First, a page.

June, 09 2017 by lsr team

Christopher Granville comments on UK election results:
- Minority Conservative government potentially bullish for economy
- Short-term Brexit process risks stem from political weakness
- Growth – now right on potential – to slow to 1%, recession risk is low

June, 02 2017 by lsr team

Ken Wattret, Chief European Economist, talks about our latest Europe Watch publication Economics: ECB meeting – what to expect 
- Upbeat on growth, cautious on core inflation; financial conditions a concern
-  Easing bias  should go but probably stays for now; exit discussion more likely Politics: Italian elections draw near; May’s wobbles 
-  A risky autumn election in Italy is looking more likely
-  PM May still in pole position but weakened by a poor campaign Markets: Dancing round the May pol...

May, 30 2017 by lsr team

Christopher Granville explains why there needs to be a Brexit Plan B.
Highlights:
- UK Brexit negotiation process creates economic risk
- The UK government may or may not be able to deliver ‘Plan A’
- Businesses need a credible Plan B before the end of 2017
- Failure to set out the alternative will see investment collapse

January, 23 2017 by lsr team

Questions: 1) Last October you noted that Sterling(£) was getting oversold and that the market was overly concerned with respect to the UK’s external balances. 2) Currently on a real effective exchange rate basis how cheap is Sterling(£)? 3) You also highlighted previously that within an overall negative view on sovereign bonds(ex EM high yielders), gilts might be particularly vulnerable? 4) So one of our key macro trades remains short gilts/long US Treasuries? 5) Last week before PM May’s speech you suggested that whatever its content...

January, 20 2017 by lsr team

- Germany & EA both growing above-potential, inflation rising
- Less inordinate ECB stimulus to be announced this summer
- Rising euro vs. dollar later in 2017 to put pressure on Italy
- Germany to accept fiscal union, or Italexit a risk in 2018-19
- Ultra-cheap euro, huge trade surplus: a cause of Brexit-Trump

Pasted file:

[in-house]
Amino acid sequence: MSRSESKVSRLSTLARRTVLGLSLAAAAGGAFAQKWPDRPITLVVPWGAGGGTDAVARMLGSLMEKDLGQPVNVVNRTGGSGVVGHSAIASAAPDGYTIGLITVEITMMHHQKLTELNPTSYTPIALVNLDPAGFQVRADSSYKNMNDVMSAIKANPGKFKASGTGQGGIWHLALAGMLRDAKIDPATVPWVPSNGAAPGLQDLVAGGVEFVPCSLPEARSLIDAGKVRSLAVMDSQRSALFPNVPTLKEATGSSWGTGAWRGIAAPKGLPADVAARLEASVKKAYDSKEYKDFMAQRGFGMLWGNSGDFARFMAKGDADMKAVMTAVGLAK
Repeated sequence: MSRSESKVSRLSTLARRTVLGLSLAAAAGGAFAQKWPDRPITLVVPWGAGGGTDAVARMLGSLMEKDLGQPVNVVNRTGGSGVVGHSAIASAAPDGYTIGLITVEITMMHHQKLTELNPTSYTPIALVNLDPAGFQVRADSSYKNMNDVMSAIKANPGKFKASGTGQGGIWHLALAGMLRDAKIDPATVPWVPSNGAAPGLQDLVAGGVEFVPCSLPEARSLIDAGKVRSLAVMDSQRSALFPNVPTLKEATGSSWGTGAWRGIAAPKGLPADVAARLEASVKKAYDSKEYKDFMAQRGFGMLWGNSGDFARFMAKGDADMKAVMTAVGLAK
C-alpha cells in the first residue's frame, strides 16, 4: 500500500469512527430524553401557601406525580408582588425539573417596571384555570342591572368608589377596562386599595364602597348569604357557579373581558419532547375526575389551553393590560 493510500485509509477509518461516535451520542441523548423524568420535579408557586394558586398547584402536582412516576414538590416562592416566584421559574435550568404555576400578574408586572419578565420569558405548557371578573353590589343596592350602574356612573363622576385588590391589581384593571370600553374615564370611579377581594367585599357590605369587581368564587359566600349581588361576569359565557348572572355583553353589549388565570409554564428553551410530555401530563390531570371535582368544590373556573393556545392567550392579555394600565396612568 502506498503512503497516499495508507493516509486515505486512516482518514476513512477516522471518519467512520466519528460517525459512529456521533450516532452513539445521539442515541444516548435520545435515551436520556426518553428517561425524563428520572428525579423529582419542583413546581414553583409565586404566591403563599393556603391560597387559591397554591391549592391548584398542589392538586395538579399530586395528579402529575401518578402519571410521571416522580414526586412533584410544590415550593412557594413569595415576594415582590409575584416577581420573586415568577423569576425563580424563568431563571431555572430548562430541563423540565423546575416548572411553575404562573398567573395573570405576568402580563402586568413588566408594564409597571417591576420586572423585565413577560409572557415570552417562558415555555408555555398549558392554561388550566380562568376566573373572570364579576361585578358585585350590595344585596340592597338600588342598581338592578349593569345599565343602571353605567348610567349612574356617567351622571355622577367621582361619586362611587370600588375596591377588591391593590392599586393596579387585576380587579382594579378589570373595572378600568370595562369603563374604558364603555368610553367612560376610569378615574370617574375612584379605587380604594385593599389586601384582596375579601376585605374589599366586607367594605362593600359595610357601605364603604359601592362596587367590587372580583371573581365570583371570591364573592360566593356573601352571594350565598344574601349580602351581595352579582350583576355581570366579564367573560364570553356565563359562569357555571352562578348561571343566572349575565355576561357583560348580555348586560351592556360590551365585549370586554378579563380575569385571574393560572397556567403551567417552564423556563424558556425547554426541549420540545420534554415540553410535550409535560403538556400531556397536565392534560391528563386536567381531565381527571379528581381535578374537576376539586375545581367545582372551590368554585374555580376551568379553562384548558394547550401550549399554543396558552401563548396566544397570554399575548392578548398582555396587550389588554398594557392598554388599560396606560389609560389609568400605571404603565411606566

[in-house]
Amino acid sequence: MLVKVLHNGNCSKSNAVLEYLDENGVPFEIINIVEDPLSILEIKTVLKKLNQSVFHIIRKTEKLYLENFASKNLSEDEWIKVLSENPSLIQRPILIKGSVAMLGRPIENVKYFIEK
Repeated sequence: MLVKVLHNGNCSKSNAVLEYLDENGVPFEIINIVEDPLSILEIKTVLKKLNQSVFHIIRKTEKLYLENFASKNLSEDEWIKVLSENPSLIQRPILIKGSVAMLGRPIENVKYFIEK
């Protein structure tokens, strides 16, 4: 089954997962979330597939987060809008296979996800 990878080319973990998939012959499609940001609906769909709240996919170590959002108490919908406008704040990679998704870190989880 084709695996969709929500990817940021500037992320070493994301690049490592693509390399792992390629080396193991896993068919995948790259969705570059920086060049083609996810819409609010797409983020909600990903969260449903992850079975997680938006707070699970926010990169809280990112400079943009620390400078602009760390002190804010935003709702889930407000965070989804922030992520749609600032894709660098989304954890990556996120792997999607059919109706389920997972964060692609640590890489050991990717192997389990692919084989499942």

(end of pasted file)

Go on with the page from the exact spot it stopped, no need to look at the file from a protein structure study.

- World impatient with prolonged resolution of new euro-crisis
- German domestic imbalances could shrink over 10-15 years
- Baby boomers retire – saving down. Immigration raises capex

October, 14 2016 by lsr team

The euro area LI continues to put in an above consensus call. It is probably over predicting growth somewhat but its strength is fundamentally underpinned by the newly emerged German locomotive. While German demand often turns out to be derived from others, chiefly China, in this case it is genuine. In fact, this is highlighted by our below consensus Australia call. China’s stimulus has not fed through to a rebound in private demand, although easing PPI deflation is helping manufacturers.

September, 30 2016 by lsr team

Events such as Brexit throw a spanner in the works of economic models and analysts are left with a wide range of plausible inputs. At the worst extreme, fear of Brexit becomes self-fulling and weighs on spending decisions, in turn crimping consumers’ style. Over-gloomy estimates prompt businesses to delay expansion plans. Firms make their capital spending projections based on these forecasts and they have not been in short supply. Undoubtedly, capex plans will be adversely affected by the uncertainty hanging over them. While a wide range of business sentiment indicato...

August, 05 2016 by lsr team

In our UK Outlook published shortly after the UK’s Brexit referendum, we outlined our expectation for the August MPC meeting of a 25bp interest rate cut and a new QE programme of around £100bn. At the time, the market was expecting a rate cut but the resumption of QE was a firm off-consensus call. When it came to it, the Bank of England delivered the quarter-point rate cut and, as yesterday’s re-pricing of sterling and the gilts curve demonstrated, surprised the market with a new £70bn QE package. To find out more, click above to watch the video o...